Before an organization begins taking the first steps towards a digital transformation, leadership must evangelize why it’s important in order to get everyone onboard. Keep the dialogue open to explain how and why you’re making changes and implementing underlying technologies to make things better.
Quartz Network Executive Correspondent Britt Erler sat down with Bron McCall, Senior VP & CTO of Extra Space Storage to discuss the digital transformation journey his organization embarked upon.
- Ways to begin your own digital transformation
- How to get employee and customer buy-in
- Important lessons learned along the way
Quartz Network: Can you share a bit about your background and current role with Extra Space Storage?
Bron McCall: I’m the SVP and CTO here at Extra Space Storage. I’ve been with Extra Space a little over 10 years. My whole career has been in IT. Extra Space Storage is the second largest self-storage company in the United States. We have over 1900 stores across the US. The company is publicly traded, or an S&P 500 company, and growing rapidly.
Quartz Network: How impactful has the digital transformation been for Extra Space Storage?
Bron McCall: It’s been very positive. In fact, I wish I could take credit for it, but it was pure luck that a lot of the core components were all in place pre-COVID. When the pandemic hit it allowed us to realize the promise of the cloud.
That agility, that speed to execute and the scalability really enabled us when we had to send everyone to work from home. We had all the components in place, and we were able to quickly pivot and do that seamlessly.
More importantly, it allowed us to really evolve the customer experience. We weren’t that contactless experience yet at the stores, so we were able to leverage through the platform we had built and quickly develop and deliver that online contactless experience for our customers in a very short period of time. If the pandemic had happened prior, we would have really struggled. This meant a lot to the organization and has helped drive a lot of our KPIs. We ended the year at an all time high on many of our business’ KPIs.
Quartz Network: How did your company decide which platforms were ideal to implement?
Bron McCall: We actually use multiple solutions. We use AWS, we use Azure, and we were using a lot of the big SaaS providers. We researched what we needed for a particular system or function to see what platform would work best for that. There’s a lot of solutions and they’re all great. I try to minimize the number of cloud platforms that we’re using, of course, but it’s based upon what fits that particular use.
Quartz Network: What examples of organizational change were results of this digital transformation?
Bron McCall: I often tell people that the technology part of the digital transformation is the easy part. It’s the organizational change and the cultural change that really is the harder part. I would encourage people to really focus on that.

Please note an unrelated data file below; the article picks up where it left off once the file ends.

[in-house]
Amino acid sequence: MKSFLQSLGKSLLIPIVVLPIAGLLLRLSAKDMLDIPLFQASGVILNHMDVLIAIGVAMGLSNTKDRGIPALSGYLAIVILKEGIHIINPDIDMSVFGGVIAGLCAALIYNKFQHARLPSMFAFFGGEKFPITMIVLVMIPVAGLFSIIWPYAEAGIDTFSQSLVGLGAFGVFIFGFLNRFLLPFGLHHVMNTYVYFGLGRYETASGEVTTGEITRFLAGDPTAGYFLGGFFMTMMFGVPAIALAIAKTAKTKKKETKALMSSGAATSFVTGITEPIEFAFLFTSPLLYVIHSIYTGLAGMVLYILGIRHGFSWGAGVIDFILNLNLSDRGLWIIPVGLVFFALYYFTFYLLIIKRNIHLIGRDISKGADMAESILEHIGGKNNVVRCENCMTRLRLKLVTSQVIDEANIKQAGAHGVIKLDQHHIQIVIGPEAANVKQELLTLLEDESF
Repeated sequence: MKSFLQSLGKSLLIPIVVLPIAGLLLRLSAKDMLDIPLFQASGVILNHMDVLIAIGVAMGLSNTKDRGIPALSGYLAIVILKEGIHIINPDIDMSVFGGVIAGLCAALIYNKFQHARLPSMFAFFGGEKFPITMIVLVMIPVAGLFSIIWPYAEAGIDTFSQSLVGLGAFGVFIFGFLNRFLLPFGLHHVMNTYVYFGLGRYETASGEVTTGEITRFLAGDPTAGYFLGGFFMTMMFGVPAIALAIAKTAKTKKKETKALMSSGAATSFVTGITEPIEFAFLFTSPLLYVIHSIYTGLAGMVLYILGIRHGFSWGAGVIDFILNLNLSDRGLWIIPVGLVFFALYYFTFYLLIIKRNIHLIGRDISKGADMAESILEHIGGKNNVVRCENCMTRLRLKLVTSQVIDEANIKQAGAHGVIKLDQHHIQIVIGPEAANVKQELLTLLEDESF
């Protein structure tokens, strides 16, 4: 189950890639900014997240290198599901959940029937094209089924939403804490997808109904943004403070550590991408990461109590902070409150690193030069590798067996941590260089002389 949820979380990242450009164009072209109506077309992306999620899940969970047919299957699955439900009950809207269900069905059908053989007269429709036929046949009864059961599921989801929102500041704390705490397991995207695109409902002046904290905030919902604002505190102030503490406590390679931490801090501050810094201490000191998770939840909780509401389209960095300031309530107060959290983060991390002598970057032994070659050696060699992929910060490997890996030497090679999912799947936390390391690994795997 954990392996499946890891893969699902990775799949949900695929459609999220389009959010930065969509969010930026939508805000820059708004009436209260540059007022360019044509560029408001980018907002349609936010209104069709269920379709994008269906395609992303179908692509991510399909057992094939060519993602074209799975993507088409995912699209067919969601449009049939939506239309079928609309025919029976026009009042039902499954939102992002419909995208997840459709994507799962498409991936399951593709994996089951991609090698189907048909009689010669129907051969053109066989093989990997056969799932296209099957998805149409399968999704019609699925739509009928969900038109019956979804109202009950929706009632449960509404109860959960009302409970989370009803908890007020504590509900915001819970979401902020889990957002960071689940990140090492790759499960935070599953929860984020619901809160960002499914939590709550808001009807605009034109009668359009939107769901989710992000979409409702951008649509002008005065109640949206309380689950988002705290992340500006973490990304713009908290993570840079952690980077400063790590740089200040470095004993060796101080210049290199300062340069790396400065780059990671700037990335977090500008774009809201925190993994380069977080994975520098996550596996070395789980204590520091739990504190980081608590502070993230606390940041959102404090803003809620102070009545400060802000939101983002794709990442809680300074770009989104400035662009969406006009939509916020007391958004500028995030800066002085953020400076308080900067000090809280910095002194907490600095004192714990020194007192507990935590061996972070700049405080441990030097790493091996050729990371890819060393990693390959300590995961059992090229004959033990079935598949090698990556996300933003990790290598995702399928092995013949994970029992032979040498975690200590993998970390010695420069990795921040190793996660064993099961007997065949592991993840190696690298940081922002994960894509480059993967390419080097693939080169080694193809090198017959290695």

For instance, in the past we always prided ourselves on the customer service that our store managers provided. That personal, one-on-one service. That changed. We’re taking away the store manager from being in the middle of a lot of those interactions, at least, if that’s what the customer chooses.
We had to be very intentional in communicating how their jobs were going to be different to our store managers and staff at the stores. We still needed them, but their job was going to look a little bit different. So that was one thing. We had to really manage that closely.
There’s certainly a culture angle. You need to have a great culture, especially with an IT trusting culture, to move to these new modern DevOps type software delivery methodologies. So certainly, focus on culture.
The last example is we pivoted from a project mindset to a product mindset. I think this was critical. Historically, IT works more on a project fashion. We would take on a project, and then when that project was done, those resources would work on something else.
As we know, for products like a mobile app, the website, or these customer-facing technologies, they’re never done. They’re always evolving. If you’re going to really provide that experience, and continue to enhance it, you’ve got to shift to a product mindset.
The way I did that was forming a product development team, just like a technology company might have a product development team. Then, you have your product engineering, your dedicated resources that work on those products. There are still some struggles, but it has made a huge change in the way that we think about these products, how we prioritize work, and continue to enhance that experience.
Quartz Network: As you’re making these changes how do you measure what’s best for the customer and continue evolving as you move forward?